Jaguar I-Pace EV400 Forum banner
1 - 20 of 22 Posts

·
Administrator
Joined
·
3,049 Posts
Discussion Starter · #1 ·
Here's a quick primer on charging the I-Pace, anno 2020

Nominal battery capacity is 90kWh, but there's a bottom and a top buffer of actual use, and a top and bottom buffer for displaying 0% to 100%. For purposes of discussion, I'm going to round things off and assert that there are 80kWh in the battery in the range of 0% to 100%.

I-Pace uses the CCS standard, which is not compatible with Chademo or Tesla Superchargers. CCS has a subtype, J-1772, which is a reduced plug for Trickle- or Level 2-charging. Thus, the I-Pace fast-charges via a CCS plug and Level2-charges via a J-1772 plug on the charger.

Each entry:
Mode of charging
1. Supplier
2. Charger specs
3. Time it takes from X to Y% SoC

Trickle charging
1. Jaguar-supplied cable that comes with the car in the US
2. 110V, standard home outlet.
3. Charges at about 1kW, so going from 0% to 100%, or 80kWh, will take 80 hours.

Level 2 charging
1. ChargePoint and a host of other suppliers for home, as well as Tesla Destination Chargers and Level 2 chargers installed at hotels and such
2. Typical specs are 240V / 32Amp outlet (e.g., via a NEMA 14-50 plug at home on a 50 Amp circuit), i.e., 7.2kW charging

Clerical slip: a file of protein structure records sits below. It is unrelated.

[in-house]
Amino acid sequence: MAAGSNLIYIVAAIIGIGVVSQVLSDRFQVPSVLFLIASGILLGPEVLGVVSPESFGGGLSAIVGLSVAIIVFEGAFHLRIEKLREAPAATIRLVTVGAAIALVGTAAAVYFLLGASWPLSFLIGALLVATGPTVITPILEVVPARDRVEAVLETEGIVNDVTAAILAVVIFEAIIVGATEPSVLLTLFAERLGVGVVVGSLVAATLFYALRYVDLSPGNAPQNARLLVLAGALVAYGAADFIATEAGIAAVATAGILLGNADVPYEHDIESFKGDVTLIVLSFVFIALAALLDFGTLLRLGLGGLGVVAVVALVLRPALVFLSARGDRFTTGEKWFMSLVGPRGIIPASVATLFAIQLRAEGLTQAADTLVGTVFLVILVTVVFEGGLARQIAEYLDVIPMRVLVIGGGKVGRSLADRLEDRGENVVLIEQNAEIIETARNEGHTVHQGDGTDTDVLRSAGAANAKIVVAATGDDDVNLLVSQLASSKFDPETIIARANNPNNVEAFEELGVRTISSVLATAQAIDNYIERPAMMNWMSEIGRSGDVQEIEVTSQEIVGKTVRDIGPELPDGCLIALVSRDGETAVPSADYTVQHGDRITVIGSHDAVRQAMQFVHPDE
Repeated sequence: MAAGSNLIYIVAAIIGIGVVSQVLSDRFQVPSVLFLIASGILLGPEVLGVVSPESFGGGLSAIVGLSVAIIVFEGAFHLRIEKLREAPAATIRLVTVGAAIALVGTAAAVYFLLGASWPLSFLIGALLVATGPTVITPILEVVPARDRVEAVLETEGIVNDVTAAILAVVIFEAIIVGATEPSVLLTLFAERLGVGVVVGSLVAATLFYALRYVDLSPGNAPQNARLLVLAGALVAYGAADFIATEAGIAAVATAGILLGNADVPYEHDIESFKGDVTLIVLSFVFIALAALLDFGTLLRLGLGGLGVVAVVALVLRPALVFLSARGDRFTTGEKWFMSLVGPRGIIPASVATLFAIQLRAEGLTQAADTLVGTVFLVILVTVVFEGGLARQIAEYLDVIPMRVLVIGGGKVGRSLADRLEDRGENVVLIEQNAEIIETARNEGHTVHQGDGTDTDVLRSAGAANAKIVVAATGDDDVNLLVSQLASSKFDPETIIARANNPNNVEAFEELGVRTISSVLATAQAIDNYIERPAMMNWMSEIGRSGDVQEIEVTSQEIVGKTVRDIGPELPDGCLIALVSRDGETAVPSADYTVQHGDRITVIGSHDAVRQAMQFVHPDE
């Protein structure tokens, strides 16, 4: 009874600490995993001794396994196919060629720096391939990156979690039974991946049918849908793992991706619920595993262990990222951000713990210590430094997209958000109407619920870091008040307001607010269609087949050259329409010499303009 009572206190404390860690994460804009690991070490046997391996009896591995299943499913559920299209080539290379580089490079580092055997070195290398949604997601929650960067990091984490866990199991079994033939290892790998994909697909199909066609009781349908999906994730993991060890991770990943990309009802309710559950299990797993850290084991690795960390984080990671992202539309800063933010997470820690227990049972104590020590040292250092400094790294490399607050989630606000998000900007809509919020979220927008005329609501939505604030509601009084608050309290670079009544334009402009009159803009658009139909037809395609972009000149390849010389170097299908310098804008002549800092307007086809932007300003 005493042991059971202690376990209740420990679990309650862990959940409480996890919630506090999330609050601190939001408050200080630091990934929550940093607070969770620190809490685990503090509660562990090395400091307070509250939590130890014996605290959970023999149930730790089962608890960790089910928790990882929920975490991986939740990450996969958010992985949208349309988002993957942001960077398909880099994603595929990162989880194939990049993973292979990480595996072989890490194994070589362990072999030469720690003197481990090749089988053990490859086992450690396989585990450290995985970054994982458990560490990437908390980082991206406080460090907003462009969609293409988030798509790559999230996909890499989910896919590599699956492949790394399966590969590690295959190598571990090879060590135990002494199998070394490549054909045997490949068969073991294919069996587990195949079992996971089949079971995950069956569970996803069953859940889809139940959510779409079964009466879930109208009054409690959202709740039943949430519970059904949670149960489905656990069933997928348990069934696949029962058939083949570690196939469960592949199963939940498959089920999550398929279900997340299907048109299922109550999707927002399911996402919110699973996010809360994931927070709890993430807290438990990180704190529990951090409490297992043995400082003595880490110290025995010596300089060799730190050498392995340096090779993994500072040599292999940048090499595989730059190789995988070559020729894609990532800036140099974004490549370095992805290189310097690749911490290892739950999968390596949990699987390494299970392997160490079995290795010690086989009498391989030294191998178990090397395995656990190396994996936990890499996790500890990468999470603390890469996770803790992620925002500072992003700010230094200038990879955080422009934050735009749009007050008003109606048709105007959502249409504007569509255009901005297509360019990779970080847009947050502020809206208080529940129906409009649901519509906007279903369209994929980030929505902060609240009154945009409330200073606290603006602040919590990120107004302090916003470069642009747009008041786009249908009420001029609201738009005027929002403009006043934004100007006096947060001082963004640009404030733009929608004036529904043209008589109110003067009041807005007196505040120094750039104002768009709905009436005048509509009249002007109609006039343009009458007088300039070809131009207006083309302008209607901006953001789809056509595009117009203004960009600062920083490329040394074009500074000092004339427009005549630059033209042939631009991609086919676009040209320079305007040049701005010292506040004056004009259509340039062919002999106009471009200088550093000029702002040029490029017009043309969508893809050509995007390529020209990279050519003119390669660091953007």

3. Because this is AC charging that goes via a DC converter there is about 10% loss. So, assuming 6ish kW going into the battery, we're looking at 13 hours to go from 0% to 100%

DC Fast Charging (DCFC)
1. ChargePoint, Electrify America (EA), EVgo, and other fast charging suppliers. Akin to gas stations.
2. The most common type is currently 50kW. Faster chargers such as the more recent EA have greater nominal power; but the I-Pace throttles charging as the battery fills up, and so the average charging rate is in a fairly narrow band around 50kW.
3.a. A 50kW charger will charge at 50kW to 80%, then throttles. Thus, 0% to 80% takes about 1:15 hours. Another 20 min to get to 90%. Getting to 100% is a waste of time.
3.b. A 150kW charger will start charging at about 80kW but be quickly throttled down. Thus, 0%-80% will take about 1 hour. Then same as for 3.a. above
 

·
Registered
Joined
·
122 Posts
Exactly.... Thanks for this.

1kw for trickle 110v charging cable and 6-6.5kw from a level 2 charger in my garage at home.

My car definitely charges differently depending on DCFC power, battery temp and SOC. On a local 50kw charger, I get close to 50kw all the way up to about 65%SOC before it throttles. At another 350kw charger, I've never seen more than 48kw, even at 50%SOC and lower and by 65%SOC, the power throttles to 40kw or less.

So for my car and local DCFC stations, I'm looking at significantly longer than 1 - 1.5hrs to get to 80% from low SOC.

I don't have the H264 updates and my present telematics/battery software is at version 15.2, with no updates available at my local JLR dealership/service.
 

·
Registered
Joined
·
6 Posts
Excellent looks like I’ve found the knowledge base.
I’m in OZ so it’s all 240v/50hz or 415 3 phase.
Standard 10 amp set up 2400w = 37 hrs

Been offered 3 phase #2 cable set up which claims to deliver 22Kw on 32 amp circuit?
Is this an option, no doubt it’s not using the on board charger?
 

·